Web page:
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Papa Pangs

Remembering, unsentimentally

Papa Pangs
outlookindia.com
-0001-11-30T00:00:00+0553
Indelible Imprints
By P. Desai , N. D'Souza , S. Shukla
Stree Rs.140;Pages:137
Iremember sharing a very special relationship with my father as an adolescent. Yet it was the same father who'd always take my mother for granted, never attach importance to her preferences or her love for classical music, and was generally dismissive of her opinions. Reading Indelible Imprints brought back those memories sharply and helped me relocate them within the patriarchal structures which encouraged such dichotomous relationships.

Daughters writing about fathers. The idea is an interesting one, and had its genesis in a sensitive piece by Doris Lessing about her father - which triggered off dormant memories in Bindu Desai. She talked it over with her sister, discussing the possibility of a collection of essays by women on their fathers. An idea which slowly evolved into its present shape; essays that go much beyond mere biographical impressions.

The title My Eyes Brim Over might suggest a highly nostalgic and sentimental essay but Bhandari's piece on her father is piercingly objective and questions the double standards which allowed men of her father's generation to be kind to servants yet treat their wives like doormats; criticise divisions based on caste and creed but oppose a daughter's marriage when it didn't conform to traditional social norms. It portrays not just an individual but an entire ethos in the '40s and '50s, when modernity had touched the surface of middle-class India without posing a serious threat to tradition.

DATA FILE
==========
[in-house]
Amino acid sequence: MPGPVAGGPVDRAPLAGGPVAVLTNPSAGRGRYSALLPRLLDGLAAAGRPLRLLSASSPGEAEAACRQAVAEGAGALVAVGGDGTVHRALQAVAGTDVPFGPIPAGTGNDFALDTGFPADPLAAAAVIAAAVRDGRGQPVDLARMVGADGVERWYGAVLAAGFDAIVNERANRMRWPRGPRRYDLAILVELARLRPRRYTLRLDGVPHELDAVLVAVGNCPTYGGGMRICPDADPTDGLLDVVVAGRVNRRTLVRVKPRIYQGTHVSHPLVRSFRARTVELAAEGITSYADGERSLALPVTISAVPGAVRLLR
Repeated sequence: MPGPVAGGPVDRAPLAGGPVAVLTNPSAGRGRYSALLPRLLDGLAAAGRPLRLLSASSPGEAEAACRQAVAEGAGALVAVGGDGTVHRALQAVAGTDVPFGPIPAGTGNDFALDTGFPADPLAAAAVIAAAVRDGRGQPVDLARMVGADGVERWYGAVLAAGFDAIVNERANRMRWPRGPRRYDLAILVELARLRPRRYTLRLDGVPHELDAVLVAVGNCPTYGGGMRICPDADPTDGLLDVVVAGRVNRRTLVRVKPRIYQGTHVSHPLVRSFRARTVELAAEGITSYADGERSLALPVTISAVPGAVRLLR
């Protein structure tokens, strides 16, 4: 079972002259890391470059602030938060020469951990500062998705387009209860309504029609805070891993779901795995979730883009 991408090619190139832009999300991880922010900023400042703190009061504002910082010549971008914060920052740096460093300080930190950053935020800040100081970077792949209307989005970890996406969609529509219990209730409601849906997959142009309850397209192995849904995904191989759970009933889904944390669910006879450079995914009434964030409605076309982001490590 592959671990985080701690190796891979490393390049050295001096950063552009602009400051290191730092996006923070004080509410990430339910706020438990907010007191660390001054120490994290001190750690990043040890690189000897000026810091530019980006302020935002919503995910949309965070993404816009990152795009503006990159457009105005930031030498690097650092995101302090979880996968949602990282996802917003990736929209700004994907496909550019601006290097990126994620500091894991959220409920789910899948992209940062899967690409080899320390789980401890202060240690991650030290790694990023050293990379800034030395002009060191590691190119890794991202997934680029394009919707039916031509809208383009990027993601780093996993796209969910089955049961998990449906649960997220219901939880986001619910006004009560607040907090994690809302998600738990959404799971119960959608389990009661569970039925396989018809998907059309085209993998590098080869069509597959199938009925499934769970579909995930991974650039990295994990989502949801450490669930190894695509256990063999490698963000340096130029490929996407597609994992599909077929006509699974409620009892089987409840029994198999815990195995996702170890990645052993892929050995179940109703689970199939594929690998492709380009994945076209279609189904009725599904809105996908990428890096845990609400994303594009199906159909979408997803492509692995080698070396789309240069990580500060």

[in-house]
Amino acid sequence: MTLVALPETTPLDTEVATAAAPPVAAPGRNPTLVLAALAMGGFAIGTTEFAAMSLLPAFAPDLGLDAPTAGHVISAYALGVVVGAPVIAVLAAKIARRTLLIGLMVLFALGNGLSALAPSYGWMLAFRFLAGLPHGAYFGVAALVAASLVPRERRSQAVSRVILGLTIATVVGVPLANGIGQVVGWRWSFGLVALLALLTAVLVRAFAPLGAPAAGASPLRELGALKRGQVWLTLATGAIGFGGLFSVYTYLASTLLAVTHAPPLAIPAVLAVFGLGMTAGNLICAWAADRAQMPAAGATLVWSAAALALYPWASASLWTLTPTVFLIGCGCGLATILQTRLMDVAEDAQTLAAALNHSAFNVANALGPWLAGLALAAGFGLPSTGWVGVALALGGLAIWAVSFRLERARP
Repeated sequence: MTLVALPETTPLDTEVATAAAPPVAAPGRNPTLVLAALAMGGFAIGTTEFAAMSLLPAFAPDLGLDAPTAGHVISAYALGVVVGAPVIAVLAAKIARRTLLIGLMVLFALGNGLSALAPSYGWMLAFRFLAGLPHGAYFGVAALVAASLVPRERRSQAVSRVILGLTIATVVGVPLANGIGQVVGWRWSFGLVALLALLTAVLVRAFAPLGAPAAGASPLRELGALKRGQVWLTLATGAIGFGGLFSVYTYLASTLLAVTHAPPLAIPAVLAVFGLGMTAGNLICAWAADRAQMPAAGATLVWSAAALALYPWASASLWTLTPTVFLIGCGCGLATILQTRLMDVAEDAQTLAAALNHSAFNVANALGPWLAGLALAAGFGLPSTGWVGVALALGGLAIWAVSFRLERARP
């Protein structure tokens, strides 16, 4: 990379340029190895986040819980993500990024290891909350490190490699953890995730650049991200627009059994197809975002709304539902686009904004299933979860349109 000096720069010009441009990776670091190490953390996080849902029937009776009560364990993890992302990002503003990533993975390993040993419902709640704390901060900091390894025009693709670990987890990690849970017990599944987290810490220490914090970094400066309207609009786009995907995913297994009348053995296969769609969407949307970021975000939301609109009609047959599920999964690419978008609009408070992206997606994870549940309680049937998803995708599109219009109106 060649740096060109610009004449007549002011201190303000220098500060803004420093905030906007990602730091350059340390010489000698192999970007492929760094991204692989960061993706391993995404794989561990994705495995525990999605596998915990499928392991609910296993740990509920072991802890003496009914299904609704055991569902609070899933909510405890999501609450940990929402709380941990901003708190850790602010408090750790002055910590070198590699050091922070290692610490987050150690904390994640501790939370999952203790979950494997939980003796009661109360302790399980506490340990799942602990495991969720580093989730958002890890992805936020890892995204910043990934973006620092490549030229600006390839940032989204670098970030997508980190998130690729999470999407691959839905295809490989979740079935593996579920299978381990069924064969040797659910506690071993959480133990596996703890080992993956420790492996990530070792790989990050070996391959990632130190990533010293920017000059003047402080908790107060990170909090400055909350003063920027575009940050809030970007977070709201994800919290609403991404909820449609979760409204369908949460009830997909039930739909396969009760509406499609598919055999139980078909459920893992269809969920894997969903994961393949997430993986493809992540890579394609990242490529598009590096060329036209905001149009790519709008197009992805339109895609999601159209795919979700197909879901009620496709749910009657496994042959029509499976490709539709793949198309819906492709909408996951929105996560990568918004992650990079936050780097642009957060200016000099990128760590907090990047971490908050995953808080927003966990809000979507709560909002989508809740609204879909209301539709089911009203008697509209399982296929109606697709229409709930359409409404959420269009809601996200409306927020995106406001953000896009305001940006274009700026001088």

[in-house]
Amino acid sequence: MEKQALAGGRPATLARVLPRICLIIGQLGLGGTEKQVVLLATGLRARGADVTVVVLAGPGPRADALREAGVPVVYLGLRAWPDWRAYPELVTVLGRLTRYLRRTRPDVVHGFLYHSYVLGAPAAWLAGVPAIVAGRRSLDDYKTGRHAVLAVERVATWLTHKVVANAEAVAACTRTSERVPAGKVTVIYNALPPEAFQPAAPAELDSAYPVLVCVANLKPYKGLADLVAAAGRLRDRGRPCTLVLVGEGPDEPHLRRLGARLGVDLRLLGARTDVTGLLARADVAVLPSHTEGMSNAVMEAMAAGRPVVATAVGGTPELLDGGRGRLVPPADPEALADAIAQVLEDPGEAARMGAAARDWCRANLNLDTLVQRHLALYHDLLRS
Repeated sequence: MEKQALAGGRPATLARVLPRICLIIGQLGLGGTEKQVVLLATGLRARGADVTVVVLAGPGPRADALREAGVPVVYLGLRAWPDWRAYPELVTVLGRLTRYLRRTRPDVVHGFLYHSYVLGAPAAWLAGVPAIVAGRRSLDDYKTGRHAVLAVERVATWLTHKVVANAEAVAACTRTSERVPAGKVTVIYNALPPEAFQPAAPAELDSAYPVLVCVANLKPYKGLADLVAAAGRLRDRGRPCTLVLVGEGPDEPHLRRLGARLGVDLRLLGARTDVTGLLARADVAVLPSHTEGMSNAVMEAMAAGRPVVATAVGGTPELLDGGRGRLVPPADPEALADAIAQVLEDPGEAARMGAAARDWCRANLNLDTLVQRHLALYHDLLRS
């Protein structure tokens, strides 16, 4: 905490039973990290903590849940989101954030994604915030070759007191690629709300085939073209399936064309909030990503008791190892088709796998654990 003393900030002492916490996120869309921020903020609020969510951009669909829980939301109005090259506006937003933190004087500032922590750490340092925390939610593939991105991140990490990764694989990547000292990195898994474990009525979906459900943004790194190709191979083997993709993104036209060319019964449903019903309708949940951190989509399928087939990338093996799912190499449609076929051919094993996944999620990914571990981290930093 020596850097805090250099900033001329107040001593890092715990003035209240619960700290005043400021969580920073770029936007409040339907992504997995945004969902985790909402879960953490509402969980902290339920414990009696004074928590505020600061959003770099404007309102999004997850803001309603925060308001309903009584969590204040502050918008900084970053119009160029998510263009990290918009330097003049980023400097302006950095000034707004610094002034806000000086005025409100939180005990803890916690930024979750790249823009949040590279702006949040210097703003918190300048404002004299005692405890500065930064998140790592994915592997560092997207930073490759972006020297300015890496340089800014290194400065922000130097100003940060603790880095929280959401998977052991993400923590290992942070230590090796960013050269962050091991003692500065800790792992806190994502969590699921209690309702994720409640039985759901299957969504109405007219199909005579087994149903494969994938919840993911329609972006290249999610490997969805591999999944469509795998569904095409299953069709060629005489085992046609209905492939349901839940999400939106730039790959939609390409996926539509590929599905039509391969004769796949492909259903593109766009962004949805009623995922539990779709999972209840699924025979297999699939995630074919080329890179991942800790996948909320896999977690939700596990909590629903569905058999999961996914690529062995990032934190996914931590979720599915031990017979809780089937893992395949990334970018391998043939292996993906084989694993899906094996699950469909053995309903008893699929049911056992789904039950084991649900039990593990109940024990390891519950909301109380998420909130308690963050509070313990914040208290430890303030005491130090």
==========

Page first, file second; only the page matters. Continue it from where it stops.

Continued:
The other essays explore similar themes, but none to my mind, do so as strongly as the first one. Sensitive interaction between compatible parents which evoke happy memories of childhood despite physical hardships in Bhattacharya and Desai's essays, work as a poignant counterpoint.

The book can be read as an effort to understand the dynamics of personality development within a patriarchal set-up, a feminist attempt to understand the repressive paradoxes which governed that society. But the real strength of the book is that it leaves theorising and deducing to the reader.

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